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Bea Maddock

Bea MADDOCK
Passing the glass darkly 1976
photo-etching and engraving
35.4 x 53.6 cm (image and plates) (overall) 69.8 x 95.8 cm (sheet)
Thomas 837
ed. 2/10
National Gallery of Victoria, Melbourne
Purchased, 1976
P12-1977
© Courtesy of the artist

This February, the National Gallery of Victoria will survey the career of Australian artist Bea Maddock, spanning her early woodcuts, etchings, drypoints and screenprints, her use of photo-etching and mass-media imagery in the 1970s, as well as her profound later works that explore Australia’s Indigenous history.  

Tony Ellwood, NGV Director, said, “Bea Maddock is a significant artist whose works demonstrate an engagement with important issues of her time including notions of identity, place and reconciliation. We are thrilled to present Bea Maddock which is the first survey of this important artist to be held in Melbourne in over twenty years.”

Born in Hobart in 1934, Maddock dedicated herself to the process of creating and teaching, continually exploring new methods of printmaking, papermaking, book production and painting. She undertook postgraduate study at the Slade School in London, and taught in Tasmania during the 1960s before moving to Melbourne where her innovative photo-etchings established her artistic reputation in Australia and overseas.

Maddock later turned her focus to the natural landscape, particularly those of her homeland Tasmania where she returned in 1983, and of Antarctica, where she travelled in 1987. Maddock’s journey to Antarctica saw the artist fall and fracture her leg early on in the trip and she spent the rest of her time sketching her Antarctic surroundings as seen through a sickbay porthole. The geological connection between Tasmania and Antarctica and the immensity and beauty of the landscapes she saw resonated deeply with her and inspired a number of poetic paintings, prints and drawings, including Forty pages from Antarctica (1988) and TERRA SPIRITUS … with a darker shade of pale (1993–98).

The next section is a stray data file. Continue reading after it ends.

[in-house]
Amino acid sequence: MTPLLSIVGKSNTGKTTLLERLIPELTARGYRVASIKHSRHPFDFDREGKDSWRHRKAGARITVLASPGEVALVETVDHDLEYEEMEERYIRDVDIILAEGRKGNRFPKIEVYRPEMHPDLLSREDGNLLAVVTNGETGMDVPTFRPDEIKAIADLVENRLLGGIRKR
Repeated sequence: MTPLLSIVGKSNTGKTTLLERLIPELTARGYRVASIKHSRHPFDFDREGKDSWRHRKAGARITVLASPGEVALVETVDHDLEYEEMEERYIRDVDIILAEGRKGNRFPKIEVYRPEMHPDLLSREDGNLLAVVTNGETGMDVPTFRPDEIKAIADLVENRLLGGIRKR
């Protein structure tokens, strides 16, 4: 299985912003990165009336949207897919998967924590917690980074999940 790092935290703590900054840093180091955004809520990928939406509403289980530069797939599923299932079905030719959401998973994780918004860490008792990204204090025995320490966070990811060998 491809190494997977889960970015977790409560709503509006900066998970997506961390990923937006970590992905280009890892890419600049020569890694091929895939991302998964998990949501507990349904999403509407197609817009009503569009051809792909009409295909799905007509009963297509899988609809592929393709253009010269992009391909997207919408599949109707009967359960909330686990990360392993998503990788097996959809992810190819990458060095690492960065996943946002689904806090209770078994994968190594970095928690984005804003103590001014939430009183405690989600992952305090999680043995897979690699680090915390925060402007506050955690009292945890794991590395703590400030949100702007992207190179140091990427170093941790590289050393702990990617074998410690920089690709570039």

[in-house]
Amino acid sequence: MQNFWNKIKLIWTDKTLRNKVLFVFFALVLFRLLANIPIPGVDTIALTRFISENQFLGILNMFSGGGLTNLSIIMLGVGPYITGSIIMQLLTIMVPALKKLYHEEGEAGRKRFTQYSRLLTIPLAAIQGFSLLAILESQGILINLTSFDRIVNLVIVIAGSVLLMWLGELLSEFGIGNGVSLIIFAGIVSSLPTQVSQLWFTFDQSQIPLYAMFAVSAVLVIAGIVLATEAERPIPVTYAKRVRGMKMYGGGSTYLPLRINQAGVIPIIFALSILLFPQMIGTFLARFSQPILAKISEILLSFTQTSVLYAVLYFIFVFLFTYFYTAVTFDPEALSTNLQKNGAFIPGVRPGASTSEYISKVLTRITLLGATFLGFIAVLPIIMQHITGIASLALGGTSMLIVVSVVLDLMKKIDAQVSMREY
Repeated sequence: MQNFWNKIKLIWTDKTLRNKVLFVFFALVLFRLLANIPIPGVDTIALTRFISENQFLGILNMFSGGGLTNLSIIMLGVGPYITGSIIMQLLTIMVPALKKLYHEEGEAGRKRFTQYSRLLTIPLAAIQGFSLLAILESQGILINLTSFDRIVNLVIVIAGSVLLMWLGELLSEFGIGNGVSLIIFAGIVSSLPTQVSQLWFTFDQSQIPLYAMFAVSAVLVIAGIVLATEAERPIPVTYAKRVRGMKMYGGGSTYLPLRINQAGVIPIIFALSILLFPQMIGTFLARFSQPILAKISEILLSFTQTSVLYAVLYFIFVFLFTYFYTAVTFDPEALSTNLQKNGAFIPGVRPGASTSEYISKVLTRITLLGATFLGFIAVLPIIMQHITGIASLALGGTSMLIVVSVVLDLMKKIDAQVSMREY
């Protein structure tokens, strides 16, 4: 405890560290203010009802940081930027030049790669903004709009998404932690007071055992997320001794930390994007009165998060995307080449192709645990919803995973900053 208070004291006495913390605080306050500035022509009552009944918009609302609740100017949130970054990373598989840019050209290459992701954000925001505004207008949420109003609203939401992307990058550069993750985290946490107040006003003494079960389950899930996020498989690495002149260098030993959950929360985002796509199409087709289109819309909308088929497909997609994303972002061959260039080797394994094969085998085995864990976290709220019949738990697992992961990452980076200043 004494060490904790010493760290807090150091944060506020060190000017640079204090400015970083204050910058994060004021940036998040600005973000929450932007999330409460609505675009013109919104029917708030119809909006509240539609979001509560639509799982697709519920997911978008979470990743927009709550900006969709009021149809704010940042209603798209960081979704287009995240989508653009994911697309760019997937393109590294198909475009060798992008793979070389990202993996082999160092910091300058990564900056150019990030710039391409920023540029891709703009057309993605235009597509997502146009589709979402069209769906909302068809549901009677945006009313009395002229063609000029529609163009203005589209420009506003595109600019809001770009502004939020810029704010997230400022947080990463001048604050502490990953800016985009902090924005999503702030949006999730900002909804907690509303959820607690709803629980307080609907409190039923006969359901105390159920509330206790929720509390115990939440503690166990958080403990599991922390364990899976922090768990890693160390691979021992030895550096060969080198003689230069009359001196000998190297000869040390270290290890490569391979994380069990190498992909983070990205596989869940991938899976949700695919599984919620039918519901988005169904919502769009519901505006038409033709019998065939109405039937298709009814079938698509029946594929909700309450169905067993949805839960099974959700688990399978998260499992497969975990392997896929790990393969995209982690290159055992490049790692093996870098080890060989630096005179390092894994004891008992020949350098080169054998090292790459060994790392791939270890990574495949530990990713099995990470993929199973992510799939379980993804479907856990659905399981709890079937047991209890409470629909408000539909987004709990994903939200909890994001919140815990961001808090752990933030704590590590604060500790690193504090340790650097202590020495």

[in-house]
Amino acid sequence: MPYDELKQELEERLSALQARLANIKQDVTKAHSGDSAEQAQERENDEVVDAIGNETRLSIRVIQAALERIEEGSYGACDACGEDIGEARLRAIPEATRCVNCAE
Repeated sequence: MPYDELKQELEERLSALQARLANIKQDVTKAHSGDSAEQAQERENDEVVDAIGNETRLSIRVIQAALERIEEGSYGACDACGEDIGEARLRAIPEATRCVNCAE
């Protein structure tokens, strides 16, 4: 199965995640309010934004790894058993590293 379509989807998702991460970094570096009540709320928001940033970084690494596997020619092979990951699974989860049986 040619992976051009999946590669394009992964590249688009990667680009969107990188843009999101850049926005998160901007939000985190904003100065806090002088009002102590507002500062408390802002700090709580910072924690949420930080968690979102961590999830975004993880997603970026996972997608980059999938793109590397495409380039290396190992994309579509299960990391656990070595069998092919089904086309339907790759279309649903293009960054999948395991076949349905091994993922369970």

TERRA SPIRITUS … with a darker shade of pale (1993–98) is a forty-metre panoramic drawing that depicts Tasmania’s coastal profile in red ochre sourced and ground by the artist herself. The co-existence of Indigenous and non-Indigenous cultures is highlighted through the incorporation of English and Indigenous place names of the depicted bays, inlets, and mountain ranges. Twenty metres of this monumental work will be on display in the exhibition.

Alisa Bunbury, Curator of Prints and Drawings, NGV, said, “Maddock is recognised in particular for her innovative and evocative prints and for her engagement with universal human concerns. For over forty years, she has explored existential issues of loneliness and uncertainty, vulnerability and autonomy. More recently she has pursued investigations into the environment and Australia’s contested histories. This exhibition presents a rare opportunity to see the diversity, inventive power and technical virtuosity of her work.”

Bea Maddock will present over fifty prints, drawings, artist’s books and paintings selected from the NGV’s strong holdings, collected over a thirty year period. The exhibition will be accompanied by a colour-illustrated publication, available from the NGV Shop for RRP$14.95.

Bea Maddock will be on display from 14 February 2013 to 21 July 2013 at NGV International, 180 St Kilda Road. Open Wed–Mon, 10am–5pm. Entry is free.

-ends-

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